A man can be heard apologizing and admitting to shooting a person in a video that documents the killing of a black suspect by a white reserve sheriff's deputy.
Police have said that 73-year-old Tulsa County reserve deputy Robert Bates thought he was holding a stun gun, not his handgun, when he fired at 44-year-old Eric Harris in the April 2 incident.
The video, shot by deputies with sunglass cameras and released Friday at the request of the victim's family, shows a deputy chase and tackle Harris, whom they said tried to sell an illegal gun to an undercover officer. A deputy is heard telling Harris, "I need you to roll on your stomach." A woman can be heard saying, "Stop fighting."
As the deputy subdues Harris on the ground, a gunshot rings out and a man says: "Oh, I shot him. I'm sorry."
Harris screams: "He shot me. Oh, my God," and a deputy replies: "You f---ing ran. Shut the f--- up."
When Harris says he's losing his breath, a deputy replies, "F--- your breath."
Harris was treated by medics at the scene and died in a Tulsa hospital.
Tulsa County sheriff's officials said Bates believed he was holding a Taser and intended only to incapacitate Harris when the fatal shot was fired.
The family said in a statement that it was "saddened, shocked, confused and disturbed."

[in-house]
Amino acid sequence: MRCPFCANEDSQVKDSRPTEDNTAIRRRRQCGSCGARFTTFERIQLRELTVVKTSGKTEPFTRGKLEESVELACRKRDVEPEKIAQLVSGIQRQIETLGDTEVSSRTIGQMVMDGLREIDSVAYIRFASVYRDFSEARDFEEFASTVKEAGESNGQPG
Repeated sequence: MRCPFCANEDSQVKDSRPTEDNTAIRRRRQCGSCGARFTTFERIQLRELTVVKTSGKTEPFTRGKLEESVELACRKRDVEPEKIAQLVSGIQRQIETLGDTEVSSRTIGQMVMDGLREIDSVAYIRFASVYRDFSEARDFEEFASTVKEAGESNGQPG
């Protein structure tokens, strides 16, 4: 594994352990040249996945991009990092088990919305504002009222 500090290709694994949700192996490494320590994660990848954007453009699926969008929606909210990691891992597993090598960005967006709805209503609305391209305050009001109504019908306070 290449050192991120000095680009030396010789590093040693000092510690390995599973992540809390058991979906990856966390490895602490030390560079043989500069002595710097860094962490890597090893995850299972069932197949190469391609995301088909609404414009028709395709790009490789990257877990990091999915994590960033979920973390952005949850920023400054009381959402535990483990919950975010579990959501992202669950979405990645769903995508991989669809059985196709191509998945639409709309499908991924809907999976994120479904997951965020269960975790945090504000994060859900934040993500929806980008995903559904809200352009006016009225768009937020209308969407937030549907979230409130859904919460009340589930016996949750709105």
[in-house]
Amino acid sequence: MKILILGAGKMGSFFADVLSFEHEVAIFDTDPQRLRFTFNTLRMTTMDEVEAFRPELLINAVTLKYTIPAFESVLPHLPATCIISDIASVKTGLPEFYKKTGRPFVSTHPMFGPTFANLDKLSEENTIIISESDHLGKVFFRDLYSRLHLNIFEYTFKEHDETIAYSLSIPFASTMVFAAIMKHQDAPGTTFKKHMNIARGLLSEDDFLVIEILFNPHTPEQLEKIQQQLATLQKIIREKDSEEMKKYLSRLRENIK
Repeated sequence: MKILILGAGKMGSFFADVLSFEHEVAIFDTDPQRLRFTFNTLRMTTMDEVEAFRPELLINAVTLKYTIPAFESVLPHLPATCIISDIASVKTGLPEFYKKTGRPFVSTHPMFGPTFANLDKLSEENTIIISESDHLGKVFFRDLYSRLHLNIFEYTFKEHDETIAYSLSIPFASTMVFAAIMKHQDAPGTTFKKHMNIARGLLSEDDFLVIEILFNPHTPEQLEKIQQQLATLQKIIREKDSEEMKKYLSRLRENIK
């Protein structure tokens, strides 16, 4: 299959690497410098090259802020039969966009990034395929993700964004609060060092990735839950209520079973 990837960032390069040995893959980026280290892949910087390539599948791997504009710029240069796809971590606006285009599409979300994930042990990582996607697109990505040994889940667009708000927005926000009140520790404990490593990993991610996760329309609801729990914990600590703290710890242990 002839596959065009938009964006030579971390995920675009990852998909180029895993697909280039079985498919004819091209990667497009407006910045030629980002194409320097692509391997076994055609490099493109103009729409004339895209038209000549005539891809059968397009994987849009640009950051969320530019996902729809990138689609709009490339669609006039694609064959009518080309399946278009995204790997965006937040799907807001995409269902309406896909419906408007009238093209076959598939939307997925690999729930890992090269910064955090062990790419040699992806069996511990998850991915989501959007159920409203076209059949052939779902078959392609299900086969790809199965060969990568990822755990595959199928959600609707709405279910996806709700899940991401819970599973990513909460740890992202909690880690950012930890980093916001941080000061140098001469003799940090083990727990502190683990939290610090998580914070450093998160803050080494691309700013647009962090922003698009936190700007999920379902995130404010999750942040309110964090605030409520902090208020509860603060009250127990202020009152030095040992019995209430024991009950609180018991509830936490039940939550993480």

"Perhaps the most disturbing aspect of all of this is the inhumane and malicious treatment of Eric after he was shot," the family wrote. "These deputies treated Eric as less than human. They treated Eric as if his life had no value."
An attorney for Harris' family, Dan Smolen, did not return a telephone call Sunday seeking comment. A lawyer for Bates could not be found.
Reserve deputies are generally volunteers, often with other full-time jobs. Bates is an insurance company executive assigned to a violent crimes task force.
The sheriff's office told the Tulsa World that it has more than 100 reserve deputies, who "have full powers and authority" of a deputy while on duty, and that it's not unusual for them to be on an assignment with units such as the task force.
Tulsa Police Sgt. Jim Clark, who investigated the shooting as an independent consultant at the request of the sheriff's office, concluded that Bates had been so engrossed in the stress of the moment that he did not think clearly about what he had in his hand.
The results of the investigation have been turned over to prosecutors, who will decide whether to file criminal charges.